Across the country, millions of people are living in communities of concentrated poverty, including 26 percent of all Black children. The Biden administration should again implement the 2015 Affirmatively Furthering Fair Housing rule, which required localities that receive federal funds for housing to investigate and address barriers to fair housing and patterns or practices that promote bias. In 1980, the average Black person lived in a neighborhood that was 62 percent Black and 31 percent white. By 2010, the average Black person's neighborhood was 48 percent Black and 34 percent white. Reinstating the Obama-era Fair Housing Rule will combat this ongoing segregation and set us on a path to true integration.

Congress should also pass the American Housing and Economic Mobility Act, or a similar measure, to finally redress the legacy of redlining and break down the walls of segregation once and for all.

Broadband Access

To realize broadband's potential to benefit our democracy and connect us to one another, all people in the United States must have equal access and broadband must be made affordable for the most vulnerable. Yet today, 15 percent of American households with school-age children do not have subscriptions to any form of broadband, including one-quarter of Black households (an additional 23 percent of African Americans are “smartphone-only" internet users, meaning they lack traditional home broadband service but do own a smartphone, which is insufficient to attend class, do homework, or apply for a job). The Biden administration, Federal Communications Commission, and Congress must develop and implement plans to increase funding for broadband to expand universal access.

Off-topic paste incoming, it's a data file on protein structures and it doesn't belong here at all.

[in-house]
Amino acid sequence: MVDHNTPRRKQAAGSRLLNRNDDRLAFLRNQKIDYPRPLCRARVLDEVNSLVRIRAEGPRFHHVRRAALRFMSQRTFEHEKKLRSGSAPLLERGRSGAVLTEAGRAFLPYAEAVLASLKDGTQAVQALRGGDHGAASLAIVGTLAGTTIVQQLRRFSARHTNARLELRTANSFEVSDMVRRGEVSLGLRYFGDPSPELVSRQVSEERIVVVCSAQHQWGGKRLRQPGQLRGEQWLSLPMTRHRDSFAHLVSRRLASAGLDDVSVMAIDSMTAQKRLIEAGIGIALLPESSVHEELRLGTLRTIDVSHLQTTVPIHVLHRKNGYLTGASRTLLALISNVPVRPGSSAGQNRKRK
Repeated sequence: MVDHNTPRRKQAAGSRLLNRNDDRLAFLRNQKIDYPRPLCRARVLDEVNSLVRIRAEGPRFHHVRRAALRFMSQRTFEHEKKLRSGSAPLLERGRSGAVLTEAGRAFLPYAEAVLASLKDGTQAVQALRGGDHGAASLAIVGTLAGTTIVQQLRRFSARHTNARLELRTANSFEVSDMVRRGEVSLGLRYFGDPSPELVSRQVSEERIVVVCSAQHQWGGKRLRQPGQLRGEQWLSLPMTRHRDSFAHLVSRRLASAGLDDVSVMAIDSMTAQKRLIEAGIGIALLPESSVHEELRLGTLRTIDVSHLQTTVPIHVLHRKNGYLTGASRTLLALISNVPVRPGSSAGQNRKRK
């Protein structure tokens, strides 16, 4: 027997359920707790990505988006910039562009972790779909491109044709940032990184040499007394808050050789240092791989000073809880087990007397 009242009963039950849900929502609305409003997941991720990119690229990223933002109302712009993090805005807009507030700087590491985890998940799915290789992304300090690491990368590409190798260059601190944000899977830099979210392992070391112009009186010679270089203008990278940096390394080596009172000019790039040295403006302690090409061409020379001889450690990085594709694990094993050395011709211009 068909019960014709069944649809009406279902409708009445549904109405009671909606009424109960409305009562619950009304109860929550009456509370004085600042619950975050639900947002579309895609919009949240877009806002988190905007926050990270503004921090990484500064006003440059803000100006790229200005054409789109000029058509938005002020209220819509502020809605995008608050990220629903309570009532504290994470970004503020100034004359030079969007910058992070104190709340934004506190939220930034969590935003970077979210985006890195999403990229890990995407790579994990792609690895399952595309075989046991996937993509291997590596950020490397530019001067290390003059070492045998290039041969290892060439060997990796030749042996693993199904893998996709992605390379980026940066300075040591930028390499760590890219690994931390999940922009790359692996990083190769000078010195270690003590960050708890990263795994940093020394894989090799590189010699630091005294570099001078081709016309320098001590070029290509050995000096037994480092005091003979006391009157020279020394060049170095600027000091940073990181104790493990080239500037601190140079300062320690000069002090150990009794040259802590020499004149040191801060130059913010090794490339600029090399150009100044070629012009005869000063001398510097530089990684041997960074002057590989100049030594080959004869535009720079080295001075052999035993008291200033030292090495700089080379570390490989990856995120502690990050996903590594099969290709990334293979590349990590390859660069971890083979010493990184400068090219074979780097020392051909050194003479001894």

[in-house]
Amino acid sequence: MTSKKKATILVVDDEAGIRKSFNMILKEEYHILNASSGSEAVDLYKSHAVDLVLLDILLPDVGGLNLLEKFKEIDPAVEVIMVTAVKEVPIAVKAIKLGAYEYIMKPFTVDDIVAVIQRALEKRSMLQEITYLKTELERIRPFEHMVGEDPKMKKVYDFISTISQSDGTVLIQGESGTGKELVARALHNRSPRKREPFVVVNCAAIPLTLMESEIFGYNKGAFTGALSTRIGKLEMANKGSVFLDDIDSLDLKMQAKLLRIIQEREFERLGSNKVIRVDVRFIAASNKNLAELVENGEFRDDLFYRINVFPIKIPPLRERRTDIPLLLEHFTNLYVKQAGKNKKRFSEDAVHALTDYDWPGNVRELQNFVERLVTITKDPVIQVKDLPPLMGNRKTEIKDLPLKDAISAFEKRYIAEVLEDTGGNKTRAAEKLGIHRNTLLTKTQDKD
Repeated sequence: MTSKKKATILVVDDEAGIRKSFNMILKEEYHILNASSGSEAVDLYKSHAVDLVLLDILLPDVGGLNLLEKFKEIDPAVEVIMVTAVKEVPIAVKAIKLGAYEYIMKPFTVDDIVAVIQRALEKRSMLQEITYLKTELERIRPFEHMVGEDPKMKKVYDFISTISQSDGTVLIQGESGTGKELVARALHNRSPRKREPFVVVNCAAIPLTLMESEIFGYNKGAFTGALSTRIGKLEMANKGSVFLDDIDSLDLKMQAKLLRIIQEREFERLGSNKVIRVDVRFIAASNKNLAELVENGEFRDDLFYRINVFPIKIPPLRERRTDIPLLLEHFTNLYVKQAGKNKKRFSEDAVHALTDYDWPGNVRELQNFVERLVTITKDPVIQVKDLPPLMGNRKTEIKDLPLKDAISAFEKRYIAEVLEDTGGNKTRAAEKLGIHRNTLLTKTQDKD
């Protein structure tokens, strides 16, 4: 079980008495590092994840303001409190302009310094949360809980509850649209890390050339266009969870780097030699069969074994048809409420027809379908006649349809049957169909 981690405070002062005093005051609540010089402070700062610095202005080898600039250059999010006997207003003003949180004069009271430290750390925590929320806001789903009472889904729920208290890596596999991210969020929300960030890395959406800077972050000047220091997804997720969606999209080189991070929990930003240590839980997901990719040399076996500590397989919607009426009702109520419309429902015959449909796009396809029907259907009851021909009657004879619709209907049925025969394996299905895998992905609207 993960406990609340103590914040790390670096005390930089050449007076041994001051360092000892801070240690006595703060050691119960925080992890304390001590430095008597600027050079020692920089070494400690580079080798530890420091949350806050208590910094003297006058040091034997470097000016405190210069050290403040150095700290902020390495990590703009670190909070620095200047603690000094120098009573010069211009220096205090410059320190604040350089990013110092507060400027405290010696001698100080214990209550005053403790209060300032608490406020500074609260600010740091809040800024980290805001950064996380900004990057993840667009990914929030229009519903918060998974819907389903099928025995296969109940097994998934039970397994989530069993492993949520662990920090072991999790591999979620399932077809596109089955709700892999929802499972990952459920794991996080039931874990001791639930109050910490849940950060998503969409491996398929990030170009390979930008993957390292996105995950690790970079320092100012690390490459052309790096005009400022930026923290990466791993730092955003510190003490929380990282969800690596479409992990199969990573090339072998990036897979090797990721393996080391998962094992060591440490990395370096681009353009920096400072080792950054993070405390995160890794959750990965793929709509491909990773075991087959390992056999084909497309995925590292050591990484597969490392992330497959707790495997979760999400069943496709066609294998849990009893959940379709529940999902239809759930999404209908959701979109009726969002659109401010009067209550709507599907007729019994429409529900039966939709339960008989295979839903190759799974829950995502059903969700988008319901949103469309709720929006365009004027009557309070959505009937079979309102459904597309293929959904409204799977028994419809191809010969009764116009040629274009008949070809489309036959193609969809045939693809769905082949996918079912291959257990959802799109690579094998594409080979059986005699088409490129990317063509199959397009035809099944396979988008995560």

Enhanced, Refundable Child Tax Credits

The United States faces a crisis of child poverty. Seventeen percent of all American children are impoverished — a rate higher than not just peer nations like Canada and the U.K., but Mexico and Russia as well. Currently, more than 50 percent of Black and Latinx children in the U.S. do not qualify for the full benefit, compared to 23 percent of white children, and nearly one in five Black children do not receive any credit at all.

To combat this crisis, President Biden and Congress should enhance the child tax credit and make it fully refundable. If we enhance the child tax credit, we can cut child poverty by 40 percent and instantly lift over 50 percent of Black children out of poverty.


We cannot repair harms that we have not fully diagnosed. We must commit to a thorough examination of the impact of the legacy of chattel slavery on racial inequality today. In 2021, Congress must pass H.R. 40, which would establish a commission to study reparations and make recommendations for Black Americans.

The Long View

For the past century, the ACLU has fought for racial justice in legislatures and in courts, including through several landmark Supreme Court cases. While the court has not always ruled in favor of racial justice, incremental wins throughout history have helped to chip away at different forms of racism such as school segregation ( Brown v. Board), racial bias in the criminal legal system (Powell v. Alabama, i.e. the Scottsboro Boys), and marriage inequality (Loving v. Virginia). While these landmark victories initiated necessary reforms, they were only a starting point.

Systemic racism continues to pervade the lives of Black people through voter suppression, lack of financial services, housing discrimination, and other areas. More than anything, doing this work has taught the ACLU that we must fight on every front in order to overcome our country's legacies of racism. That is what our Systemic Equality agenda is all about.

In the weeks ahead, we will both expand on our views of why these campaigns are crucial to systemic equality and signal the path this country must take. We will also dive into our work to build organizing, advocacy, and legal power in the South — a region with a unique history of racial oppression and violence alongside a rich history of antiracist organizing and advocacy. We are committed to four principles throughout this campaign: reconciliation, access, prosperity, and empowerment. We hope that our actions can meet our ambition to, as Dr. King said, lead this nation to live out the true meaning of its creed.

What you can do:
Take the pledge: Systemic Equality Agenda
Sign up